Hey, it’s the Americans are from Mars, Europeans are from Venus meme again. This is what programmers call an anti-pattern – a classical, typical example of how to do something wrong. You might have thought that, with the Bush years finally behind us, this would have been retired at long last; but no. Now, the UK is being accused of becoming “Europeanised”, supposedly because it doesn’t want to put more troops in Afghanistan.
First, the UK cannot do this because, having spent the last 8 years chasing various US-inspired missions, it doesn’t have the troops, and more to the point, it doesn’t have the air transport fleet to support them in the interior of Asia. Simple. But more importantly, there are two huge unexamined assumptions here. The first is that the Europeans have to come when the US calls them. What is in it for us? After all, NATO declared that the alliance had been invoked back in September 2001, and was told that its assistance was not required, at the same time as hordes of rightwing publicists accused it of not helping. Then, later, the US accepted the need for an international peacekeeping force, which was led by European NATO members for most of its existence.
And then, the US withdrew much of its own forces in Afghanistan for use in Iraq. Specifically, the special forces whose mission in counter-insurgency and as military advisors was crucial in the vast majority of Afghanistan away from Kabul were drawn on, as were the satellite and other reconnaissance assets. This was a loss in awareness of what was happening out there that ISAF never really recovered; it is no coincidence that, as Antonio Giustozzi writes in Koran, Kalashnikov and Laptop, the Taliban resurgence began in 2003.
Now, after several EU states have been prevailed on for troops and have sent many more, things seem to be worse. If, as they do, the Americans whine about having had to contribute to IFOR/SFOR in Bosnia (which consisted of two European divisions and a partly-US one), why should EU member states happily fork out for a much more dangerous, violent, expensive and uncertain commitment which is not much more remote from their real interests than Bosnia was to the US? If they don’t want NATO to be seen as a club for the furtherance of US interests out-of-area, this is not the right way to go about it.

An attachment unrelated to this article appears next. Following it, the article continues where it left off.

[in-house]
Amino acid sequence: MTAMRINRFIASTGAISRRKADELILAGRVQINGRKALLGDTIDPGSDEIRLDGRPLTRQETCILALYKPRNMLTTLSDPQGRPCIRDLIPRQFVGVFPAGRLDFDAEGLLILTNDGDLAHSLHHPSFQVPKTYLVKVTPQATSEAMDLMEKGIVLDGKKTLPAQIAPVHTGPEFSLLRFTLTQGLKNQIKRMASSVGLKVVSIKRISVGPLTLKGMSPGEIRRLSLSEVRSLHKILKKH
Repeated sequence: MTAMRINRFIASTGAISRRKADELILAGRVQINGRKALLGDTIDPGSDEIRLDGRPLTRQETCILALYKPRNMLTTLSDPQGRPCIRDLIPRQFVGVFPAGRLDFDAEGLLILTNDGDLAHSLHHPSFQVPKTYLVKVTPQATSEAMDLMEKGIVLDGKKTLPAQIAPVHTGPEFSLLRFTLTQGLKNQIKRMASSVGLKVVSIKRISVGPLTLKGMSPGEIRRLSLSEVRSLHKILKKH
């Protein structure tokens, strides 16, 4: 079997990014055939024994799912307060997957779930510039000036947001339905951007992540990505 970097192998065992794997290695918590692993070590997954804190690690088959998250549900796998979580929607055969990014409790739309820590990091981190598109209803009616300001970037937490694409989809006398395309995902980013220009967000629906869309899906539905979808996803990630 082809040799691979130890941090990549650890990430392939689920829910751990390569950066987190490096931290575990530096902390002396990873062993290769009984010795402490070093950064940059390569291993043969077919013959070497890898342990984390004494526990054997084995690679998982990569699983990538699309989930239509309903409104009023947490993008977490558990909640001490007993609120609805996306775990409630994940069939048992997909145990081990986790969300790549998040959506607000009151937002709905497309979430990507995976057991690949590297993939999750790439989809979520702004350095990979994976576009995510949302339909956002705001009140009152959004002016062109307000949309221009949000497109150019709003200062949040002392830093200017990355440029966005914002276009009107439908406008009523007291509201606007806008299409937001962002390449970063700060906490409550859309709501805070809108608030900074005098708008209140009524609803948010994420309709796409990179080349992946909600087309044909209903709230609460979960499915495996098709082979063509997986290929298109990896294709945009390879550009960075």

Secondly, there is the question of whether more troops – anyone’s troops – will do any good. Even US Secretary of Defence Robert Gates is doubtful of that. After all, even with many more troops, they will still be spread very thinly, but they will create more of the perception of a blundering occupation with fortified bases and car-bashing road convoys and edgy privateer guards. More and more money will be spent in expanding the sector of the economy devoted to supplying “the internationals”. The strained and politically dodgy supply route through Pakistan will get even more strained and dodgy.
Further, the planned US “surge” is a surge; a temporary increase in forces. Surely, what is required is a sustainable solution – one that might serve our supposed goals after the captains and the kings depart as the US military’s arms-plot requires. And that is only going to be achieved through political and economic means. If EU states should contribute more of anything, it should be more advisors, more reconstruction aid, more doctors and engineers – not more wedding-party strikes-in-error, and the kind of combination of well-meaning NGOs, PRTs and other TLAs with chaos and sinister spookery Robert Young Pelton brilliantly evokes here.
Friends don’t let friends drink and drive; neither do they help friends get into open-ended two-front wars. Europeans are entirely right to behave as if Iraq and Afghanistan had erased US credibility, and to expect it to be earned back rather than freely given. They are also right to look to their wooden walls, or their reconnaissance satellites.